Turbotodd

Ruminations on tech, the digital media, and some golf thrown in for good measure.

New Year, New Regs

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Happy New Year!

2017, we hardly knew ye.

2018, what will ye bring?

So far, in Iran, it’s bringing people into the streets, as tens of thousands of disgruntled Iranians have demonstrated across teh country against the Islamic Republic’s clerical elite and a weak economy, among other issues.

According to The Independent, in response, Iranian authorities temporarily blocked mobile phone access to Instagram and the messaging app Telegram to “maintain peace.”

Pavel Durov is Telegram’s CEO and confirmed access to the app had been restricted:

He wrote on Twitter: “Iranian authorities are blocking access to Telegram for the majority of Iranians after our public refusal to shut down [one of the main channels] and other peacefully protesting channels.” The company did agree to close one channel on Saturday after Iranian authorities claimed people were using it to incite violence.
– via The Independent

According to a report from The New York Times, the protests in Iran have left more than 20 people dead thus far. They are the largest in Iran since 2009, during the “Green” Movement, which took place after the election of the hard-line leader Mahmoud Ahmadinejad.

In other countries, new laws are taking effect that impact Internet and social media access, including in Germany, where a new law that demands social media sites move quickly to remove hate speech, fake news and illegal material.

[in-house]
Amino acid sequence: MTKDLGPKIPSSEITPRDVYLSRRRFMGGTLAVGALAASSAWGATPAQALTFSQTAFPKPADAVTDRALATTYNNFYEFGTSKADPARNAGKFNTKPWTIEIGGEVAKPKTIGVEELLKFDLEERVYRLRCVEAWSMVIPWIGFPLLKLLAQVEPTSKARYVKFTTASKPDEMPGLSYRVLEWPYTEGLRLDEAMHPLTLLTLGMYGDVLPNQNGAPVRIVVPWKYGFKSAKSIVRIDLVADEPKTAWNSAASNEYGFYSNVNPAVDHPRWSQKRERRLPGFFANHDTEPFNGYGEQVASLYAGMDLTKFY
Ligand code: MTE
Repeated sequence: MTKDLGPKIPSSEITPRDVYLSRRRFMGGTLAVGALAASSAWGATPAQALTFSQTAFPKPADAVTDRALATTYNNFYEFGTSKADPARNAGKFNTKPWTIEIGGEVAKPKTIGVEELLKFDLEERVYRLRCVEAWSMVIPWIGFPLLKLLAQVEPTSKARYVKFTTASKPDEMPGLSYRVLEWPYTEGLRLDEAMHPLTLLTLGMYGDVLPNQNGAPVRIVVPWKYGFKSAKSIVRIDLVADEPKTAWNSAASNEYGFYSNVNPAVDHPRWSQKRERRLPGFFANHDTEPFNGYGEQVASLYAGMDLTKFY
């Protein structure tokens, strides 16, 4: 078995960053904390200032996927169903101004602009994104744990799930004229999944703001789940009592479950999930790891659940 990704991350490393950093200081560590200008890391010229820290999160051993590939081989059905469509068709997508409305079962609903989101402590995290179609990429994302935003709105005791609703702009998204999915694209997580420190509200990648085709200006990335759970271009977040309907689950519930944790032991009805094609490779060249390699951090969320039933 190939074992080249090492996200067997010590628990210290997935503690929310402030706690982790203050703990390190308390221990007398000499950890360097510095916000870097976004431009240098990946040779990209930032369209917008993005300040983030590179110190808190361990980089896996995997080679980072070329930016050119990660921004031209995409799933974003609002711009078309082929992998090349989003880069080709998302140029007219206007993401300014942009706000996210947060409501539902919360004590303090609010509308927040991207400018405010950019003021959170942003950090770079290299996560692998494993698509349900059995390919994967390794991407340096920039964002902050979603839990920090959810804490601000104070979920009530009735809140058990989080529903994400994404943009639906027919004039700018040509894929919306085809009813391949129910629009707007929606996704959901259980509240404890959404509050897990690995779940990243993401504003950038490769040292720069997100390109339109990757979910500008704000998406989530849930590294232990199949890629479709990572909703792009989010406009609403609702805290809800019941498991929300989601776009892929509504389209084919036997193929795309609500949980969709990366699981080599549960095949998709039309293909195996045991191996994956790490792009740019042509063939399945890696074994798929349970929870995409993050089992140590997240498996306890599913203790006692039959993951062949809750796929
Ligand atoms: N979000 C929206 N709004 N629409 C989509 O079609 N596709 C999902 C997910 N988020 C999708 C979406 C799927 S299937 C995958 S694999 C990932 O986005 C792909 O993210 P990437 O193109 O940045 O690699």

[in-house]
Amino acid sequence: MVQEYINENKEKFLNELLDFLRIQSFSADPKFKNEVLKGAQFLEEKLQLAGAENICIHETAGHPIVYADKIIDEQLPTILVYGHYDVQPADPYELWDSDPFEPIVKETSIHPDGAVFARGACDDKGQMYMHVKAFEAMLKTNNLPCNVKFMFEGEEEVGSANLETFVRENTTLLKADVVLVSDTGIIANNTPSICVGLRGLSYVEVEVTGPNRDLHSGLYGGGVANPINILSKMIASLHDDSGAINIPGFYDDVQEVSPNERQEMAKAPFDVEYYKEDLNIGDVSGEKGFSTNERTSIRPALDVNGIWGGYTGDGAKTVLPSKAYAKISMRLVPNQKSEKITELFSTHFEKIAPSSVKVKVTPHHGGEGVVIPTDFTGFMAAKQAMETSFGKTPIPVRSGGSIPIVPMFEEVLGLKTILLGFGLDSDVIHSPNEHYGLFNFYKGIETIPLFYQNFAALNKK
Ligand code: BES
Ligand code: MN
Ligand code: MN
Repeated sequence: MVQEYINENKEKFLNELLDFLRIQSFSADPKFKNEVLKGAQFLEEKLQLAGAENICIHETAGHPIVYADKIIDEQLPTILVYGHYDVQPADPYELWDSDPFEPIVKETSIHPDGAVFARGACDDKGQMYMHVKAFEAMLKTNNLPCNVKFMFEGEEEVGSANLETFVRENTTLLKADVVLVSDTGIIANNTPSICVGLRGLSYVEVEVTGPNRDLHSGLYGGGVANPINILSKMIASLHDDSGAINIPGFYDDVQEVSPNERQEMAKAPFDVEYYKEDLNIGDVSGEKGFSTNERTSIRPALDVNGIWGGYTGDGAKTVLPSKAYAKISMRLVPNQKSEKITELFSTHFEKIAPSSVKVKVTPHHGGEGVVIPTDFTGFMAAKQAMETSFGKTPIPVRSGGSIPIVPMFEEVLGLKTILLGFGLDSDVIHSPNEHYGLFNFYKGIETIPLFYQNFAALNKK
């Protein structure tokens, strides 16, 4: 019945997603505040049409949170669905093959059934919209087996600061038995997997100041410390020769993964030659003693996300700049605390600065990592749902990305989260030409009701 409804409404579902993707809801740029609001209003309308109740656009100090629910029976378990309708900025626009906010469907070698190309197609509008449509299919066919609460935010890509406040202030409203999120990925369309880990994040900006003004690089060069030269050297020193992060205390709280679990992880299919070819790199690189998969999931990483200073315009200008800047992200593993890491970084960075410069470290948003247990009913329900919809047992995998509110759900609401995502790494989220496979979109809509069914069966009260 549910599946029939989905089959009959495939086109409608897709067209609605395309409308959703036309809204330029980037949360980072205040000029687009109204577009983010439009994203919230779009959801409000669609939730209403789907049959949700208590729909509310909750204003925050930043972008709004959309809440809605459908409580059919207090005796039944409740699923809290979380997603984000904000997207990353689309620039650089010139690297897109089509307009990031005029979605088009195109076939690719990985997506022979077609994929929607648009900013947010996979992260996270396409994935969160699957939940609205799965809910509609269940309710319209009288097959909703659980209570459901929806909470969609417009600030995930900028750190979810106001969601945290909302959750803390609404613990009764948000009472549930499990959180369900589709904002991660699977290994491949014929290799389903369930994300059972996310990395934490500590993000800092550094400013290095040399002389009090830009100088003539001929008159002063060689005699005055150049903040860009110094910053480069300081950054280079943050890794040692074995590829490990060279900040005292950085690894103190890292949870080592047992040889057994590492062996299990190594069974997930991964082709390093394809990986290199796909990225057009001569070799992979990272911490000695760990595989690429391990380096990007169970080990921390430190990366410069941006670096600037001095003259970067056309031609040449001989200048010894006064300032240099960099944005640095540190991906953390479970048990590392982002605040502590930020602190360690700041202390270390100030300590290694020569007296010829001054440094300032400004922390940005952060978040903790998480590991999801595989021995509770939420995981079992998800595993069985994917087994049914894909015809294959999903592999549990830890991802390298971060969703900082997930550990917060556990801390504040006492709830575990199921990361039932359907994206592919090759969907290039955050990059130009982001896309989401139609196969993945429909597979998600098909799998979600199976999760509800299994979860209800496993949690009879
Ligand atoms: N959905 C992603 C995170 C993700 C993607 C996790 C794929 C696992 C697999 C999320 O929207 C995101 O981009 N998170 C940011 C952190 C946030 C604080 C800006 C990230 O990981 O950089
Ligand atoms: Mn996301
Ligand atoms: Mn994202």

According to a report from the BBC, the new law gives social networks 24 hours to act after they have been told about law-breaking materials, and that sites that don’t remove “obviously illegal” posts could face fines of up to 50M Euros.

The call to police social media sites more effectively arose after several high-profile cases in which fake news and racist material was being spread via the German arms of prominent social media firms. Germany’s justice ministry said it would make forms available on its site, which concerned citizens could use to report content that violates NetzDG or has not been taken down in time. As well as forcing social media firms to act quickly, NetzDG requires them to put in place a comprehensive complaints structure so that posts can quickly be reported to staff.
– via BBC News

The BBC report goes on to observe that Facebook has reportedly recruited several hundred staff in Germay “to deal with reports about content that breaks the NetzDG and to do a better job of monitoring what people post.”

 

Written by turbotodd

January 2, 2018 at 11:14 am

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